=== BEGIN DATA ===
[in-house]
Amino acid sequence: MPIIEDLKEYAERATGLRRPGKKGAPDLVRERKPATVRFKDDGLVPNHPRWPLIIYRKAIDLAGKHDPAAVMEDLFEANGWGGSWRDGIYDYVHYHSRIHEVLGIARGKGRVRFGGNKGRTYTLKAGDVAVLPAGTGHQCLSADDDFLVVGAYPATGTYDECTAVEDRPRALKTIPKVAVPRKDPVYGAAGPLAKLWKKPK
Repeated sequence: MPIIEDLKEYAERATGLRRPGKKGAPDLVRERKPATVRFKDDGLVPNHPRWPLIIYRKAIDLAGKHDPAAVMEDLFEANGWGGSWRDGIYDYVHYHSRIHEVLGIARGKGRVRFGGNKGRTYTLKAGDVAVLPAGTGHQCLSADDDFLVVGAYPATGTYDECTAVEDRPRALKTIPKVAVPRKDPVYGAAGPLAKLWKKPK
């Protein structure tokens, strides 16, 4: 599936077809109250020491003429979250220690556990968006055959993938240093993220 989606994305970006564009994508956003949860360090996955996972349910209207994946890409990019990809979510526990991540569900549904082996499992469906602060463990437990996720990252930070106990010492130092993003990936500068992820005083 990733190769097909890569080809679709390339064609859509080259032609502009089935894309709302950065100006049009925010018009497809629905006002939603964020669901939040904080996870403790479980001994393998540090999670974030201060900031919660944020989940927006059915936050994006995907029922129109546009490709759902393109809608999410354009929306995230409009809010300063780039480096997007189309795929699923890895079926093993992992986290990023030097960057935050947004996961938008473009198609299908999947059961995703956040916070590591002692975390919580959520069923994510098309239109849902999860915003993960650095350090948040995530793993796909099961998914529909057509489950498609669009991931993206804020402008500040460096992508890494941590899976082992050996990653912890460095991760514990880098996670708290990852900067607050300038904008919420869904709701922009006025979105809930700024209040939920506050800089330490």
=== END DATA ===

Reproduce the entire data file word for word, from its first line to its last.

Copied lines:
[in-house]
Amino acid sequence: MPIIEDLKEYAERATGLRRPGKKGAPDLVRERKPATVRFKDDGLVPNHPRWPLIIYRKAIDLAGKHDPAAVMEDLFEANGWGGSWRDGIYDYVHYHSRIHEVLGIARGKGRVRFGGNKGRTYTLKAGDVAVLPAGTGHQCLSADDDFLVVGAYPATGTYDECTAVEDRPRALKTIPKVAVPRKDPVYGAAGPLAKLWKKPK
Repeated sequence: MPIIEDLKEYAERATGLRRPGKKGAPDLVRERKPATVRFKDDGLVPNHPRWPLIIYRKAIDLAGKHDPAAVMEDLFEANGWGGSWRDGIYDYVHYHSRIHEVLGIARGKGRVRFGGNKGRTYTLKAGDVAVLPAGTGHQCLSADDDFLVVGAYPATGTYDECTAVEDRPRALKTIPKVAVPRKDPVYGAAGPLAKLWKKPK
């Protein structure tokens, strides 16, 4: 599936077809109250020491003429979250220690556990968006055959993938240093993220 989606994305970006564009994508956003949860360090996955996972349910209207994946890409990019990809979510526990991540569900549904082996499992469906602060463990437990996720990252930070106990010492130092993003990936500068992820005083 990733190769097909890569080809679709390339064609859509080259032609502009089935894309709302950065100006049009925010018009497809629905006002939603964020669901939040904080996870403790479980001994393998540090999670974030201060900031919660944020989940927006059915936050994006995907029922129109546009490709759902393109809608999410354009929306995230409009809010300063780039480096997007189309795929699923890895079926093993992992986290990023030097960057935050947004996961938008473009198609299908999947059961995703956040916070590591002692975390919580959520069923994510098309239109849902999860915003993960650095350090948040995530793993796909099961998914529909057509489950498609669009991931993206804020402008500040460096992508890494941590899976082992050996990653912890460095991760514990880098996670708290990852900067607050300038904008919420869904709701922009006025979105809930700024209040939920506050800089330490």